Reply: No, for we see the divergence of opinion among different schools. Were the existence of the self in a future body a matter of perception, the materialists and Buddhists would not stand opposed to us, saying that there is no self. For nobody disputes regarding an object of perception such as a jar, saying it does not exist.
Objection: You are wrong, since a stump, for instance, is looked upon as a man and so on.
Reply: No, for it vanishes when the truth is known. There are no more contradictory views when the stump, for instance, has been definitely known as such through perception. The Buddhists, however, in spite of the fact that there is the ego-consciousness, persistently deny the existence of the self other than the subtle body.[2] Therefore, being different from objects of perception, the existence of the self cannot be proved by this means. Similarly inference too is powerless.
Objection: No, since the Śruti (Veda) points out certain grounds of inference[3] for the existence of the self, and these depend on perception, (these two are also efficient means of the knowledge of the self).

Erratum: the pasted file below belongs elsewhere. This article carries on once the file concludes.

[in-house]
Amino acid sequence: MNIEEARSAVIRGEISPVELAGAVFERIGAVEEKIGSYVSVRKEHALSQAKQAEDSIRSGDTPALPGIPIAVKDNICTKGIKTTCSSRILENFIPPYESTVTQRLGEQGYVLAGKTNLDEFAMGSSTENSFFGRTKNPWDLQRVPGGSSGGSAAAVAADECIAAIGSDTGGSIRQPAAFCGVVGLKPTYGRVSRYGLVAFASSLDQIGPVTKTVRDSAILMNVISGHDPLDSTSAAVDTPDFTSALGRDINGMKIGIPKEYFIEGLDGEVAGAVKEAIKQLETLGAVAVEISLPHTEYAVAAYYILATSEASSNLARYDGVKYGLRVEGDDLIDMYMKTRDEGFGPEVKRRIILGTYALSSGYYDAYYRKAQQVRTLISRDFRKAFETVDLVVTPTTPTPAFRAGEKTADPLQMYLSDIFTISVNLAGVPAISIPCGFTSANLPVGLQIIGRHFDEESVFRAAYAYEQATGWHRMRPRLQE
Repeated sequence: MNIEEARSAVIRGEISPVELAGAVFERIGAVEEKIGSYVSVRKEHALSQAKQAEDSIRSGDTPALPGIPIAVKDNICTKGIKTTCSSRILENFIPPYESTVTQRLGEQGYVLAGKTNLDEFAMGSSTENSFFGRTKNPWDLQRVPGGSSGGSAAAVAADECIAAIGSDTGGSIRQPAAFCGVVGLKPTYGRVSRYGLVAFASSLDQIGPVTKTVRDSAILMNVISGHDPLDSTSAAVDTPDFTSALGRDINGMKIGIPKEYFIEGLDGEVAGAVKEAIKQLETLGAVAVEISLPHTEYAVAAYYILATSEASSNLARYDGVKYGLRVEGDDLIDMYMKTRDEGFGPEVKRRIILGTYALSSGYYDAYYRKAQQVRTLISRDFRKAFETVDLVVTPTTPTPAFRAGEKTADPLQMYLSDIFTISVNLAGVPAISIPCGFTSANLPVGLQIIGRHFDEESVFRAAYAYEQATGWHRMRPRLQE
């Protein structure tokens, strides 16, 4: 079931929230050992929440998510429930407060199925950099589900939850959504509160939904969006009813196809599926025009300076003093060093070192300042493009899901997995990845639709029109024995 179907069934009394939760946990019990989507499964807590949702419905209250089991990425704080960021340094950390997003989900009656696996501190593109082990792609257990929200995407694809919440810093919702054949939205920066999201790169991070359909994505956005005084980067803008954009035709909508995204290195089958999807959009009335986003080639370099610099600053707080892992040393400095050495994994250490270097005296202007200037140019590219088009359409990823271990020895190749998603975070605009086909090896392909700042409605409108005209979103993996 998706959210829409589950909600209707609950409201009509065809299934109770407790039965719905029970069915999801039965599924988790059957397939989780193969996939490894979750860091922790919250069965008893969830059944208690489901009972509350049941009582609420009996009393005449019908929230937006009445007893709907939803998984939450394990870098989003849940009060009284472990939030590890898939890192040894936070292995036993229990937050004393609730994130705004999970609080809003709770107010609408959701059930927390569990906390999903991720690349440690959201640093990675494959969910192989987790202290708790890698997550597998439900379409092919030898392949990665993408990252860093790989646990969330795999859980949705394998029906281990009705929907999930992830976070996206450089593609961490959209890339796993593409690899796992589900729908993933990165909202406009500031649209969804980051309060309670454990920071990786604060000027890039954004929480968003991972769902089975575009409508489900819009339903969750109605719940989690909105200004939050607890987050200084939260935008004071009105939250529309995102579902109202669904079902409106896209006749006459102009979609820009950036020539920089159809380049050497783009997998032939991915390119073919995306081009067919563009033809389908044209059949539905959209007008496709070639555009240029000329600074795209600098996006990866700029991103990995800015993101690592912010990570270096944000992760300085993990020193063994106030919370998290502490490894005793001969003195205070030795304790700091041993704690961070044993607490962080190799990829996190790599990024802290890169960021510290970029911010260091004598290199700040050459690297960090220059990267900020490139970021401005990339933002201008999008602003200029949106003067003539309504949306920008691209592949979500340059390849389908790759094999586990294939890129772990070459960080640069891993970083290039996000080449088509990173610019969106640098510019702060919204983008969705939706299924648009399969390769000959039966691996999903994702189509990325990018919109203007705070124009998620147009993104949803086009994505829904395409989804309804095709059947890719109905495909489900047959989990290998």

Reply: Not so, for the self cannot be perceived as having any relation to another life. But when its existence has been known from the Śruti and from [Page 2] certain empirical grounds of inference cited by it, the Mīmāṃsakas and logicians, who follow in its footsteps, fancy that those Vedic grounds of inference such as the ego-consciousness are the products of their own mind, and declare that the self is knowable through perception and inference.